Capt. Christopher Dixon goes over safety procedures for seniors at Bicentennial Towers. Detroit fire and EMS personnel are educating residents on emergencies. (Daniel Mears The Detroit News)
Detroit — No one knew Phyllis McBroom quite like Detroit EMS.
After 416 calls for emergency response in five years, her address, 9559 Cheyenne St., was once recognized by every paramedic and emergency medical technician in the city.
McBroom was a loving wife who cared for her husband who suffered from a number of conditions, including Alzheimer's disease. And she struggled with her own illnesses, too. She went from being a "vibrant, healthy" woman to developing Type 2 diabetes, to being confined to a wheelchair to eventually being bed-ridden.
EMS responded each time 911 was dialed as her condition worsened until she died in 2006 at age 75.
"She became brittle, and her husband couldn't help her because he was sick, and they passed through a spiral of medical ailments until they finally expired," EMS Chief Jerald James said. "Everyone on the job knew her by name because they had been impacted by her so many times. She was a sweetheart through it all."
But after her death, her memory lives on in Detroit as EMS officials seek to reduce heavy response call cases like hers that drain limited services by educating residents on preventive care. It's a move, they hope, to ease the annual EMS call volume of 135,000.
"A lot of times they'll call the 911 system because they don't know who else to call," Detroit EMS Lt. Anthony Wade said. "They'll say, 'I'm sick, and I can't see my doctor this week, so I'll just call 911 to take me to the hospital.'"
But those calls come at a high cost — to the caller and the city. The average basic life support transport costs $450 per trip while advance life support runs, for instances such as heart attacks, cost $800 each. Over the past 10 years, however, EMS has been able to collect payments only from 32 percent to 35 percent of the calls — mostly through insurance, officials said. EMS, meanwhile, is obligated to transport patients regardless of their insurance status. After a survey last year found that nine of the top 15 addresses for EMS calls were senior citizen high-rises, EMS officials decided to become more proactive in preventing medical emergencies by holding health seminars at each of these locations this year.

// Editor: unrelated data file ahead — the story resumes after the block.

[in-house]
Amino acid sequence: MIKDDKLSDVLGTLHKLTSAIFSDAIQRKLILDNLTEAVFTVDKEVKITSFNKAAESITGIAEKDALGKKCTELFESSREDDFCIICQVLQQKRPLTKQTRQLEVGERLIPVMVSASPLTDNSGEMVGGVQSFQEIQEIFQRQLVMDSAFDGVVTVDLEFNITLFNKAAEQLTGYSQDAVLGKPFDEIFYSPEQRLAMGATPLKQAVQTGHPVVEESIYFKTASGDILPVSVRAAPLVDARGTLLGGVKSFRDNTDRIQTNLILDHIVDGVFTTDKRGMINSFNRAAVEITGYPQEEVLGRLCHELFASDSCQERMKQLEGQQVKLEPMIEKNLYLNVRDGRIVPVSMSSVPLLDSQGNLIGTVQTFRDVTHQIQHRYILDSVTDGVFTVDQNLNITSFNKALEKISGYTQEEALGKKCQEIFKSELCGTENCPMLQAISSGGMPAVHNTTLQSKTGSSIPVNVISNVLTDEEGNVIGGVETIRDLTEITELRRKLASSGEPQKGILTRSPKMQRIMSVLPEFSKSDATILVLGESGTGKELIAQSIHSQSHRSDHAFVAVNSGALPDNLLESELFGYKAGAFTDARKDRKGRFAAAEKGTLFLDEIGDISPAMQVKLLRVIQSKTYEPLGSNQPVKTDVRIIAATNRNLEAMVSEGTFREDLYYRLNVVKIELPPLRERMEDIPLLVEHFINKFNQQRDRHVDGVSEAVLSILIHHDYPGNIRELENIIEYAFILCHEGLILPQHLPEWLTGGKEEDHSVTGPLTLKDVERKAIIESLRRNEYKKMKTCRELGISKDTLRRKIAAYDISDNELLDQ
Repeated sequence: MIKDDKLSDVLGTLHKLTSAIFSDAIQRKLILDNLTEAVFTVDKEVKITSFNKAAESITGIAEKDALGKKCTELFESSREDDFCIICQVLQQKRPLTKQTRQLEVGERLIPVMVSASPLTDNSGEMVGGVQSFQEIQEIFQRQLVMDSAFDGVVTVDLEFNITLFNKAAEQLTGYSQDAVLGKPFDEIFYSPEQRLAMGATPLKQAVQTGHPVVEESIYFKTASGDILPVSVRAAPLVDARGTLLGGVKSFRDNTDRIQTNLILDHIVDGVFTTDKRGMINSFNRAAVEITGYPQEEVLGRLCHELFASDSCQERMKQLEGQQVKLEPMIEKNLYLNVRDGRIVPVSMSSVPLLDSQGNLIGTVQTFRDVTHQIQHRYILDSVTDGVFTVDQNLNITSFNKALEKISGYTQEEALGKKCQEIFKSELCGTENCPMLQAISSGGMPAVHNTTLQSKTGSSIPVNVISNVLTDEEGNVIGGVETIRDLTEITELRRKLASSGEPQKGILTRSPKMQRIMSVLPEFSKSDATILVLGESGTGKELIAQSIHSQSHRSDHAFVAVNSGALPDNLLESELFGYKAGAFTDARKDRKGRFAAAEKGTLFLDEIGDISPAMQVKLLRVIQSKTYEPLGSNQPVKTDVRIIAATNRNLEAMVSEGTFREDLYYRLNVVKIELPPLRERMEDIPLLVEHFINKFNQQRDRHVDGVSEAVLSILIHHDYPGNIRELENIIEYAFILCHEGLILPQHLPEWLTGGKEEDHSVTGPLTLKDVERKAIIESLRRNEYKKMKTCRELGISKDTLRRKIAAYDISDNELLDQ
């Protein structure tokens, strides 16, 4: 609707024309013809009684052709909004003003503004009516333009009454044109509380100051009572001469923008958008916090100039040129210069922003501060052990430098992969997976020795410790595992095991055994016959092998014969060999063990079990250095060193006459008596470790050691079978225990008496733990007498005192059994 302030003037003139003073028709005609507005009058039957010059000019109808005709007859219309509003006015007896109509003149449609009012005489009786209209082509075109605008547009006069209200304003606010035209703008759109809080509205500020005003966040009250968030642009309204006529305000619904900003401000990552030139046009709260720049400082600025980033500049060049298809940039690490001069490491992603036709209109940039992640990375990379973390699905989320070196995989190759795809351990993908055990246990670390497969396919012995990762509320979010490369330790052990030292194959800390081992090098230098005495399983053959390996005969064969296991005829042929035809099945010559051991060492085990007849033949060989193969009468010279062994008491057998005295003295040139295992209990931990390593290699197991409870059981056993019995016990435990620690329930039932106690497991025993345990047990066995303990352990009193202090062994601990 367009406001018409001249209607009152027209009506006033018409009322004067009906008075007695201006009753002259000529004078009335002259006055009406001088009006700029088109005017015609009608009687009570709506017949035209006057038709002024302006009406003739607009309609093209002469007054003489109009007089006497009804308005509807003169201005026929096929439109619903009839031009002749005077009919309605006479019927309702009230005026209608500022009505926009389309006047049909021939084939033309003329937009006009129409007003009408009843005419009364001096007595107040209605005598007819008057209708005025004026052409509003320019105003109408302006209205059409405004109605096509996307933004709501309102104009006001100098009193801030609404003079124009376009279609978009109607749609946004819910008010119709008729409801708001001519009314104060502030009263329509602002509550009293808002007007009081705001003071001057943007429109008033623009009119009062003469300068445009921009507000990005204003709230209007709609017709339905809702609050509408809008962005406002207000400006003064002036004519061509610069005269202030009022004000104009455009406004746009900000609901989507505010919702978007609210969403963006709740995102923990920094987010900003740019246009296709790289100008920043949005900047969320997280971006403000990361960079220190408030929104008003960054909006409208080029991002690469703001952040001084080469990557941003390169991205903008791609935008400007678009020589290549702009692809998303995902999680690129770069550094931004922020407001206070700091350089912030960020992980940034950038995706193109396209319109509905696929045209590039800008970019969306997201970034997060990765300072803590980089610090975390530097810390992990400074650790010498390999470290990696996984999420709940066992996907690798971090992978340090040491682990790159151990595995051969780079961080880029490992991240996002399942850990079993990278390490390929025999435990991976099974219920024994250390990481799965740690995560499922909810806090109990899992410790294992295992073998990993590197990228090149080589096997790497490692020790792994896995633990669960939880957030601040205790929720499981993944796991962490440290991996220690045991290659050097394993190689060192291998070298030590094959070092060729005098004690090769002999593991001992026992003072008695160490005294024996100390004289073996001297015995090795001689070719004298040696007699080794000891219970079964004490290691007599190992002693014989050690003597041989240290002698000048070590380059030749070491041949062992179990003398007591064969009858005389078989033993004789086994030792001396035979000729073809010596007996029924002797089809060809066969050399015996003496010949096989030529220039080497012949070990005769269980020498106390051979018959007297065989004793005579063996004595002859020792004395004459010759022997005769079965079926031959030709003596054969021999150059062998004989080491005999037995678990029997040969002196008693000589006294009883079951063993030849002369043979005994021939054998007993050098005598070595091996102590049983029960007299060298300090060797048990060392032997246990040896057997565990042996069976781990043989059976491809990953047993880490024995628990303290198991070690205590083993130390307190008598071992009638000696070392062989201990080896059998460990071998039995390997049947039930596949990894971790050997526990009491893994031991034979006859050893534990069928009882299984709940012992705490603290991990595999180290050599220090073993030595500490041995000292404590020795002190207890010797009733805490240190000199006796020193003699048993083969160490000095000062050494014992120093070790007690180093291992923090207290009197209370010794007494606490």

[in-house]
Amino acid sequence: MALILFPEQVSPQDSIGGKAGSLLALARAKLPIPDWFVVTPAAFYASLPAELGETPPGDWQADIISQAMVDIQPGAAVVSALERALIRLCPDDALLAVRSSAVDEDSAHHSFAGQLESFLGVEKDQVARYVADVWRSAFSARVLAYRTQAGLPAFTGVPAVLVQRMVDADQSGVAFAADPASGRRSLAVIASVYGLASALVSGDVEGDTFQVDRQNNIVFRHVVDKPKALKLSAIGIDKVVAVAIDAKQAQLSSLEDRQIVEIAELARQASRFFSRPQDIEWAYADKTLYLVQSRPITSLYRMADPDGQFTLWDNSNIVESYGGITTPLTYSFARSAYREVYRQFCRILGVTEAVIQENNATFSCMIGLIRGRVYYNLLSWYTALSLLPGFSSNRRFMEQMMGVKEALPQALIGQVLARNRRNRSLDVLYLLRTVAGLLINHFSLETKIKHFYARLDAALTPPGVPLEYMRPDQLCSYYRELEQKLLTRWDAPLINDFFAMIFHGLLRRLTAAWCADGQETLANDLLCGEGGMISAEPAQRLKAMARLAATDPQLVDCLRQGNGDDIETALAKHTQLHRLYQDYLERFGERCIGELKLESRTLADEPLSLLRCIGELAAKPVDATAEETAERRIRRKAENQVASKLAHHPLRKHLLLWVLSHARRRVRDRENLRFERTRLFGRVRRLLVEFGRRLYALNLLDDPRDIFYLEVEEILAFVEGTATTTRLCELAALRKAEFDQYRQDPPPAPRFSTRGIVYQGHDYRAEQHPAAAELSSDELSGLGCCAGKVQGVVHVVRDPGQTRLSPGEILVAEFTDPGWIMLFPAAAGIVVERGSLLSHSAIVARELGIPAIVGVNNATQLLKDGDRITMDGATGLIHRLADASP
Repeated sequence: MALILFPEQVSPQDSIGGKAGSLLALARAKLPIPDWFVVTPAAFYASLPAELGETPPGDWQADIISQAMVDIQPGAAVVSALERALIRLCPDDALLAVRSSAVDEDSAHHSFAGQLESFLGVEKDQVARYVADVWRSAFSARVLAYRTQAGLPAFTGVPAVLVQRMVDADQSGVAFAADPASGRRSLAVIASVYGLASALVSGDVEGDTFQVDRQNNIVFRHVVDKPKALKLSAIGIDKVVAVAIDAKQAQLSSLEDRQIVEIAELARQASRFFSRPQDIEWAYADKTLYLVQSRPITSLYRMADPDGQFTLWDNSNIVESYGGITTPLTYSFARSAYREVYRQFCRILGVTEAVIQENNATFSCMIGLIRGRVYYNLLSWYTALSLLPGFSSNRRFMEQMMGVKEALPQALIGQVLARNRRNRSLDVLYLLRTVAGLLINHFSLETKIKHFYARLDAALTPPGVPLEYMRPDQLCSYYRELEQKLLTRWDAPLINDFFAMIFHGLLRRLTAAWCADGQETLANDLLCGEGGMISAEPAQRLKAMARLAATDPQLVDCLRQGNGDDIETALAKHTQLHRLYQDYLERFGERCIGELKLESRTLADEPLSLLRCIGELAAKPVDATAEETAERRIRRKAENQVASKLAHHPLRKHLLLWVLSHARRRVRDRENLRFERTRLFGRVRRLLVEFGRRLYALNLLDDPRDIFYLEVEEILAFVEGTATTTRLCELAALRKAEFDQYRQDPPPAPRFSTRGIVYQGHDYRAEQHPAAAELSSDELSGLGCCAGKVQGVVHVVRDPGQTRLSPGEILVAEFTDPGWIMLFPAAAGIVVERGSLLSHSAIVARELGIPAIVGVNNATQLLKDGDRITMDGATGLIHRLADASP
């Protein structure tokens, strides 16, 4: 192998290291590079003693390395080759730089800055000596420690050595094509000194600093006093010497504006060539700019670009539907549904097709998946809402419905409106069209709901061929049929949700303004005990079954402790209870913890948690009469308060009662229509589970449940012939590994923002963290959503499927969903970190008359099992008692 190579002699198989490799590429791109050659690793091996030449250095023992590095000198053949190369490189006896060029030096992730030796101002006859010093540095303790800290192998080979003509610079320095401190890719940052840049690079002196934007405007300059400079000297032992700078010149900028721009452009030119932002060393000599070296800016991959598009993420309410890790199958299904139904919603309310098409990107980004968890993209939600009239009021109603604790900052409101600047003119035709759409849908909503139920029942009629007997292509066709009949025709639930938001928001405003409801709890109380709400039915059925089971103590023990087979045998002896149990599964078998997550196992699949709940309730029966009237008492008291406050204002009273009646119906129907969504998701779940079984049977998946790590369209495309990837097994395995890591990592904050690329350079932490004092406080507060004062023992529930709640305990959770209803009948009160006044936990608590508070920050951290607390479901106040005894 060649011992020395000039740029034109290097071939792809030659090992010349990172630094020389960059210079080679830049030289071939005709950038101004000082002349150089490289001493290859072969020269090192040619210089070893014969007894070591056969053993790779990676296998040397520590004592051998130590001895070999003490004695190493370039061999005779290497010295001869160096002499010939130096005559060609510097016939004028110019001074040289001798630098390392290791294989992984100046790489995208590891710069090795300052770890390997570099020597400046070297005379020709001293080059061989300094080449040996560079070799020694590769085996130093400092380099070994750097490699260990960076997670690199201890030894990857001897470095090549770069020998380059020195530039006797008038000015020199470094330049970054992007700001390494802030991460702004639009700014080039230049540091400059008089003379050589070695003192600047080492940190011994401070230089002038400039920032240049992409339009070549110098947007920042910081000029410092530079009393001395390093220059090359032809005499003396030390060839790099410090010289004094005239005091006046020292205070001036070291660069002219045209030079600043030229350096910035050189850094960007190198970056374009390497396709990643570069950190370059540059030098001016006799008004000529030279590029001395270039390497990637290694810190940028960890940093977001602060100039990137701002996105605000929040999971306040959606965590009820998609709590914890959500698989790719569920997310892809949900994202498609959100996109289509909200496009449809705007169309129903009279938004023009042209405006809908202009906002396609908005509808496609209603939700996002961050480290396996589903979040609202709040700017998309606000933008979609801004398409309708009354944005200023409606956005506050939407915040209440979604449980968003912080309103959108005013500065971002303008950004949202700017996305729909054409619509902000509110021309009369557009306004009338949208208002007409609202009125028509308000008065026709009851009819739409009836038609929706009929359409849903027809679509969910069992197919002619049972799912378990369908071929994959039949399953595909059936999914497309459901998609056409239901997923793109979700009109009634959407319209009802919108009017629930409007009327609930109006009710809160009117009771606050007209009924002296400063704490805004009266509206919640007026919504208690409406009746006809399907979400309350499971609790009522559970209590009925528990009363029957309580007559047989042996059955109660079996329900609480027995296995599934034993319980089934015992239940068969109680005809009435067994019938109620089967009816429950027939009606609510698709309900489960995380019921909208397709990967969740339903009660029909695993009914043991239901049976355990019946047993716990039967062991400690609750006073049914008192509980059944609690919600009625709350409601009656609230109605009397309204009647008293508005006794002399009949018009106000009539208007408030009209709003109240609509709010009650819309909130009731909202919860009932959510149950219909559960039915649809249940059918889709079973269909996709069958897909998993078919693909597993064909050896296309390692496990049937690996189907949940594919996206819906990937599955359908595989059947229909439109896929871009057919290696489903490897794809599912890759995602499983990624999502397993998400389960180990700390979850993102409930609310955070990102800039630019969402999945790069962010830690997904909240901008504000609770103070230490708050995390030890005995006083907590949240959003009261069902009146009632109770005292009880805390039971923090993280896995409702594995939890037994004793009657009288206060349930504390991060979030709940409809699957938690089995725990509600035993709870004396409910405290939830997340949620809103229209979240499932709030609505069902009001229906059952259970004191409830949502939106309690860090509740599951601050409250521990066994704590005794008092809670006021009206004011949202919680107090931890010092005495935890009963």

The six-month survey also found Detroit's three casinos — MGM, Greektown and MotorCity — were among the top four addresses with more than 180 calls each. Other addresses in the list included homeless shelters and the Rosa Parks Transit Center.
"This is the defining moment for the city's health care system and EMS," James said. "With the city's fiscal challenges, we can't continue to do stuff like we used to. You can't just fix the problem with more people and more units. That has not worked successfully for the city.
"There has to be a better way to fix the city's emergency response system, and I think the key to that is education."
EMS hosted its first two programs at Midtown's Bicentennial Towers on Alexandrine Street in January and Cambridge Towers on Evergreen on the city's northwest side last month. The two locations combined for more than 300 calls in the six-month stretch that was surveyed. EMS plans to hold the next seminar in April at Village Center Apartments on Pallister in the New Center area.
At each program, EMS brought a couple of paramedics to conduct health screenings while other health care organizations, including Detroit Area Agency on Aging and Warriors on Wheels, informed the seniors on non-emergency health services.
"We found a lot of agencies to come in the interim to help you with all these type of services to get all the simple things done," Wade told the senior citizens.
Standing in front of rows of walkers, canes and scooters at Cambridge Towers, James gauged the room of seniors, asking: "How many of you have had an experience with EMS?"
A woman from the crowd of nearly two dozen seniors quickly responded: "Everybody."
But even though the EMS sightings are an almost daily occurrence, James said the residents had "zero" understanding on what qualifies as an emergency.
James said it's difficult for EMS personnel to know what to expect on a call, citing examples in which paramedics responded to seniors wanting help with chores or asking for help coping with the loss of a family member. And while EMS juggles its heavy call volume, it has become apparent non-emergency calls sometimes distract EMS' worn fleet of ambulances from urgent situations.
"We like to define an emergency as anything you cannot handle," James told the seniors.
Jacqueline Price, 65, nodded her head in agreement. In January, she accounted for one of the actual emergency runs to Cambridge.
"I was short of breath, and they kept me in ICU for a week," Price said. "It was my last resort. I kept putting it off."
At the time, none of the Cambridge employees were trained in first aid or CPR. Now, the entire staff — from managers to custodians — is certified in both, thanks to free training from EMS.
"I really appreciate them coming out, especially considering the financial situation the city is in," Cambridge Towers property manager Patricia Thomas said.
"Lots of times they come here and it's for non-emergencies like if someone falls or something, so hopefully this will help them cut down on those calls because there could be someone out there who really needs their help."
Cambridge resident Pearl Scott, 87, and others are hoping the sessions will lead to a safer Detroit.
"This is the first time we have had something like this," Scott said. "We all hope things will be different."